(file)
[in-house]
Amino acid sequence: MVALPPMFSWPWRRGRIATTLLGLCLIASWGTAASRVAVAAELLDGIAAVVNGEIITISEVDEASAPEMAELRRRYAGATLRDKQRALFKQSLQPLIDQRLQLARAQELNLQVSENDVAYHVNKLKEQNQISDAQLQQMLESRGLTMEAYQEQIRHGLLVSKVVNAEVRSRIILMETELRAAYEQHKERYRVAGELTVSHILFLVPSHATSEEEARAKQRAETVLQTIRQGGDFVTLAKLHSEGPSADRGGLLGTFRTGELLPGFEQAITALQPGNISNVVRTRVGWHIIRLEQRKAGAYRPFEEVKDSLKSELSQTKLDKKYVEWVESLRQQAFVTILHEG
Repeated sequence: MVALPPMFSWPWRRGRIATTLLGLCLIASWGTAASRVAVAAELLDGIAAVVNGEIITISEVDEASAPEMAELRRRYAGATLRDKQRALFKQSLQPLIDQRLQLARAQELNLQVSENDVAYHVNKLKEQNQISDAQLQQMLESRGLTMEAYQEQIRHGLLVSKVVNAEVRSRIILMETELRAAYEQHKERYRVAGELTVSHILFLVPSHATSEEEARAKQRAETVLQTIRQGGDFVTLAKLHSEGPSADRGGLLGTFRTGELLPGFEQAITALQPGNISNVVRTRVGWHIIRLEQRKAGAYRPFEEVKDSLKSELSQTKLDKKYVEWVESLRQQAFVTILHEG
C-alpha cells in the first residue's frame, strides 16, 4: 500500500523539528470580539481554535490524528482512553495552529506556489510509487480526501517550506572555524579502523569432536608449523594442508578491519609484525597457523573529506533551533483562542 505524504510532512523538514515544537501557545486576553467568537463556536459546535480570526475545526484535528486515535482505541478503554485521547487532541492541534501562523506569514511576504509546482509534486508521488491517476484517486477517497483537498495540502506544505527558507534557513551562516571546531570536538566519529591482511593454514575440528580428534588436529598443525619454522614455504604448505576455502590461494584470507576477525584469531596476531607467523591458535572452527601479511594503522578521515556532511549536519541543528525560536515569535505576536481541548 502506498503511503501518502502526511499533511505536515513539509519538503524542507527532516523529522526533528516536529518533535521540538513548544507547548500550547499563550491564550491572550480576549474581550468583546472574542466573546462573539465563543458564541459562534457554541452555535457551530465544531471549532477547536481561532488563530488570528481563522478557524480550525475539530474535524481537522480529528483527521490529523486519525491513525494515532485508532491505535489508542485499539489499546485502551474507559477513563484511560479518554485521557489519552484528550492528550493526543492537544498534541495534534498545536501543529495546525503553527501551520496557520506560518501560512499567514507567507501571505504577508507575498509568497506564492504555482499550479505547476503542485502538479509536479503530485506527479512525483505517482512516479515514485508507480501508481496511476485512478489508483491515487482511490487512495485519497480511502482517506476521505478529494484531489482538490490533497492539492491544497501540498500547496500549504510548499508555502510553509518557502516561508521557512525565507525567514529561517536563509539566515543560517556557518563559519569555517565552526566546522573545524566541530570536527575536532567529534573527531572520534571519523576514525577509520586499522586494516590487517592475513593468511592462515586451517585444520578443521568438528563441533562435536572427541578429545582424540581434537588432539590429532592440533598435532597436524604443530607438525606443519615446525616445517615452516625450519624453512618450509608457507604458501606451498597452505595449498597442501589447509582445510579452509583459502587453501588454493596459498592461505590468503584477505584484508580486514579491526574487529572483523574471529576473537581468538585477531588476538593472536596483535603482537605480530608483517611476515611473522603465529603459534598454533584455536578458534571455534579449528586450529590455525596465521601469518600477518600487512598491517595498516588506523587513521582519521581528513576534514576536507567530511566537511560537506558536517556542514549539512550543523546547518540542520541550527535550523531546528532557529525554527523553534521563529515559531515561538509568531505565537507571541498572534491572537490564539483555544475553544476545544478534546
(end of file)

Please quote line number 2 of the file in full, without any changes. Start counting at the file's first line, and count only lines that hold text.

Amino acid sequence: MVALPPMFSWPWRRGRIATTLLGLCLIASWGTAASRVAVAAELLDGIAAVVNGEIITISEVDEASAPEMAELRRRYAGATLRDKQRALFKQSLQPLIDQRLQLARAQELNLQVSENDVAYHVNKLKEQNQISDAQLQQMLESRGLTMEAYQEQIRHGLLVSKVVNAEVRSRIILMETELRAAYEQHKERYRVAGELTVSHILFLVPSHATSEEEARAKQRAETVLQTIRQGGDFVTLAKLHSEGPSADRGGLLGTFRTGELLPGFEQAITALQPGNISNVVRTRVGWHIIRLEQRKAGAYRPFEEVKDSLKSELSQTKLDKKYVEWVESLRQQAFVTILHEG